Business Companies 09 Nov 2019 Suzuki, others havin ...

Suzuki, others having rethink on India auto outlook

DECCAN CHRONICLE. | ADITI SHAH
Published Nov 9, 2019, 1:39 am IST
Updated Nov 9, 2019, 1:39 am IST
The Japanese automaker issued the warning after it reported a slump in quarterly profit this week on tumbling sales at its Indian unit, Maruti Suzuki.
India’s auto sector has gone into a tailspin this year as tight liquidity at shadow banks, high taxes and a weak rural economy have sapped consumers’ buying power.
 India’s auto sector has gone into a tailspin this year as tight liquidity at shadow banks, high taxes and a weak rural economy have sapped consumers’ buying power.

New Delhi: Suzuki Motor Corp said it was no longer gung-ho about India’s auto market, the world’s fourth-largest, where it has seen relentless growth in the
past seven years. And the parent of the country’s biggest car maker is not alone.

The Japanese automaker issued the warning after it reported a slump in quarterly profit this week on tumbling sales at its Indian unit, Maruti Suzuki.

 

“We no longer think that growth in India will be an uninterrupted move up-wards,” Suzuki President Toshihiro Suzuki cautioned.

India’s auto sector has gone into a tailspin this year as tight liquidity at shadow banks, high taxes and a weak rural economy have sapped consumers’ buying
power.

Global players like Ford, Volkswagen and Fiat are already re-evaluating their strategy as they struggle to make inroads in a market dominated by small cars.

“Car makers are getting very cautious regarding their future investments in India. Most of them are either deferring or just scrapping their India new model
plans,” said Puneet Gupta, an autos sector expert at IHS Markit.

Auto executives and analysts point out that some car makers are focussing on their strengths in terms of products instead of chasing volumes with small cars.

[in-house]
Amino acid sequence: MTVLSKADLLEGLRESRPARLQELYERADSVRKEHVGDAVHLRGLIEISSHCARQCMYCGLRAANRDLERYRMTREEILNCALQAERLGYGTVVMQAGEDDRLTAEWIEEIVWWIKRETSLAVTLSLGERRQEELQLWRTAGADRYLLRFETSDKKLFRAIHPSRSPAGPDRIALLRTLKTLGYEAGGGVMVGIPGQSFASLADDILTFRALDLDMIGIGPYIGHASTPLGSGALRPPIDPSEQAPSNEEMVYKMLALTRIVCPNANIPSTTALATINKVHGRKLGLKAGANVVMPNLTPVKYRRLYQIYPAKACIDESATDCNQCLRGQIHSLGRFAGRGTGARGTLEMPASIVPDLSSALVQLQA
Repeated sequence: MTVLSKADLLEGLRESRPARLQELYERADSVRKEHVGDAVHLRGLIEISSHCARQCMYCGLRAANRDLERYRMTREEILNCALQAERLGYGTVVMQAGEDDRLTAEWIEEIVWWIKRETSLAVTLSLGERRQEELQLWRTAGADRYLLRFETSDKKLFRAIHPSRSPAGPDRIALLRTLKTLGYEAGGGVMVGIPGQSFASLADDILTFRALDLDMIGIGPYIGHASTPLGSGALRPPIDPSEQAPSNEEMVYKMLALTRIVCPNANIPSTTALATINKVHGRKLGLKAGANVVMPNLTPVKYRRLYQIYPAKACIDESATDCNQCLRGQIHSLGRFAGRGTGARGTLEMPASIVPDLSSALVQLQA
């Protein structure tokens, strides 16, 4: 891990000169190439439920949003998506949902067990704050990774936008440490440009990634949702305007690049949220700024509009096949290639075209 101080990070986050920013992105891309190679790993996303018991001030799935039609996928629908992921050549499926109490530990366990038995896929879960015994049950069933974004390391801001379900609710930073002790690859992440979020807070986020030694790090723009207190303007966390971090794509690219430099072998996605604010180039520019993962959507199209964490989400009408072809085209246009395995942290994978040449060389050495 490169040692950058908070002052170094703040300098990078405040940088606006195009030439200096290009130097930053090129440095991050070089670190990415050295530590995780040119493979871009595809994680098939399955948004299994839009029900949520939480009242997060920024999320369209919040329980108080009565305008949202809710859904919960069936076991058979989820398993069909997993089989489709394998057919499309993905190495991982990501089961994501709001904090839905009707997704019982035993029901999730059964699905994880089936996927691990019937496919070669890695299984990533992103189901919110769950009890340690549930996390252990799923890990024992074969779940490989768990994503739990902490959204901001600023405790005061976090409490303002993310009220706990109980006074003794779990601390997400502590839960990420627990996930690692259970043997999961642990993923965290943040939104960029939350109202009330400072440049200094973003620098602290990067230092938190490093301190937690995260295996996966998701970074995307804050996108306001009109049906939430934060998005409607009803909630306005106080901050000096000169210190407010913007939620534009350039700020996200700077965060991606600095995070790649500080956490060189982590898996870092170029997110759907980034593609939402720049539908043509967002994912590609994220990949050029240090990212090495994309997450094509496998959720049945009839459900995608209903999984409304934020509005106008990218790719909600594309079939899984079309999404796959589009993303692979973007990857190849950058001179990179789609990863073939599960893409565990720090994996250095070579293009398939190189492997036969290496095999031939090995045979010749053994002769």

Some others are taking drastic steps to reduce their exposure.

Ford has agreed to sell a majority stake in its India arm to Mahindra & Mahindra, ending its independent operations in the country after two decades and
highlighting the challenges automakers face in growing profitably in Asia’s third-largest economy.

A cocktail of higher taxes under a new goods and services tax regime, flip-flop over electric-vehicle policy, and a boom of ride-sharing firms such as Uber and
Ola have all plagued global automakers in India. Not having the right cars and smaller sales network have also hurt, some executives say.

“When you have policy instability it becomes very hard to convince headquarters to invest more in the country,” an executive at a western automaker said.

India is largely a small-car market and that is not a strength for most global automakers, who sell more SUVs and luxury cars elsewhere such as in China and the US— the world’s top two car markets, the executive added.

— Reuters

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Location: India, Delhi, New Delhi




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